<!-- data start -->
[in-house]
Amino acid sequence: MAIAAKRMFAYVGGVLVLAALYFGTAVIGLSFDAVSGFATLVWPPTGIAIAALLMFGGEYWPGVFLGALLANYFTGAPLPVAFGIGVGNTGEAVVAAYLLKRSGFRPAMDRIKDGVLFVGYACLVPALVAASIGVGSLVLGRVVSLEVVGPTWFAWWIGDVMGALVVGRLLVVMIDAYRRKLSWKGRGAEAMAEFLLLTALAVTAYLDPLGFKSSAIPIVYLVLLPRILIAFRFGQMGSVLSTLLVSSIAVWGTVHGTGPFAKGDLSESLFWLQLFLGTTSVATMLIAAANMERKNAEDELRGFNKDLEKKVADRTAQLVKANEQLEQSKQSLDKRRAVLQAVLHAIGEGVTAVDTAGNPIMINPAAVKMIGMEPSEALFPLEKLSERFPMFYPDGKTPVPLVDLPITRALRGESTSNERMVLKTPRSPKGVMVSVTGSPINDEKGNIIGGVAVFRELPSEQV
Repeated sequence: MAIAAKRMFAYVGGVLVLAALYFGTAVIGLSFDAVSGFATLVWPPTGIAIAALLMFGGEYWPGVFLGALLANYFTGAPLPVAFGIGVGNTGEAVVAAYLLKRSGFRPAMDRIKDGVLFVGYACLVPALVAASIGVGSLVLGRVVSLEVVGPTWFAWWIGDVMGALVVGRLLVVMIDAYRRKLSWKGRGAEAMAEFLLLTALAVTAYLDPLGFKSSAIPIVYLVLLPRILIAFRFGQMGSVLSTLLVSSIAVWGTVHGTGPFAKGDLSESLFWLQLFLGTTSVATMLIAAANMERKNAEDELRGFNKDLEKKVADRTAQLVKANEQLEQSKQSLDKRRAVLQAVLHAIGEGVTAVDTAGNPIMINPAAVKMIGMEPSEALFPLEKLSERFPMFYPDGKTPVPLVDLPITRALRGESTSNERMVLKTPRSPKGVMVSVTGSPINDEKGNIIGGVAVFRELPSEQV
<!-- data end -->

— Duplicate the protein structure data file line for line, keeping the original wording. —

[in-house]
Amino acid sequence: MAIAAKRMFAYVGGVLVLAALYFGTAVIGLSFDAVSGFATLVWPPTGIAIAALLMFGGEYWPGVFLGALLANYFTGAPLPVAFGIGVGNTGEAVVAAYLLKRSGFRPAMDRIKDGVLFVGYACLVPALVAASIGVGSLVLGRVVSLEVVGPTWFAWWIGDVMGALVVGRLLVVMIDAYRRKLSWKGRGAEAMAEFLLLTALAVTAYLDPLGFKSSAIPIVYLVLLPRILIAFRFGQMGSVLSTLLVSSIAVWGTVHGTGPFAKGDLSESLFWLQLFLGTTSVATMLIAAANMERKNAEDELRGFNKDLEKKVADRTAQLVKANEQLEQSKQSLDKRRAVLQAVLHAIGEGVTAVDTAGNPIMINPAAVKMIGMEPSEALFPLEKLSERFPMFYPDGKTPVPLVDLPITRALRGESTSNERMVLKTPRSPKGVMVSVTGSPINDEKGNIIGGVAVFRELPSEQV
Repeated sequence: MAIAAKRMFAYVGGVLVLAALYFGTAVIGLSFDAVSGFATLVWPPTGIAIAALLMFGGEYWPGVFLGALLANYFTGAPLPVAFGIGVGNTGEAVVAAYLLKRSGFRPAMDRIKDGVLFVGYACLVPALVAASIGVGSLVLGRVVSLEVVGPTWFAWWIGDVMGALVVGRLLVVMIDAYRRKLSWKGRGAEAMAEFLLLTALAVTAYLDPLGFKSSAIPIVYLVLLPRILIAFRFGQMGSVLSTLLVSSIAVWGTVHGTGPFAKGDLSESLFWLQLFLGTTSVATMLIAAANMERKNAEDELRGFNKDLEKKVADRTAQLVKANEQLEQSKQSLDKRRAVLQAVLHAIGEGVTAVDTAGNPIMINPAAVKMIGMEPSEALFPLEKLSERFPMFYPDGKTPVPLVDLPITRALRGESTSNERMVLKTPRSPKGVMVSVTGSPINDEKGNIIGGVAVFRELPSEQV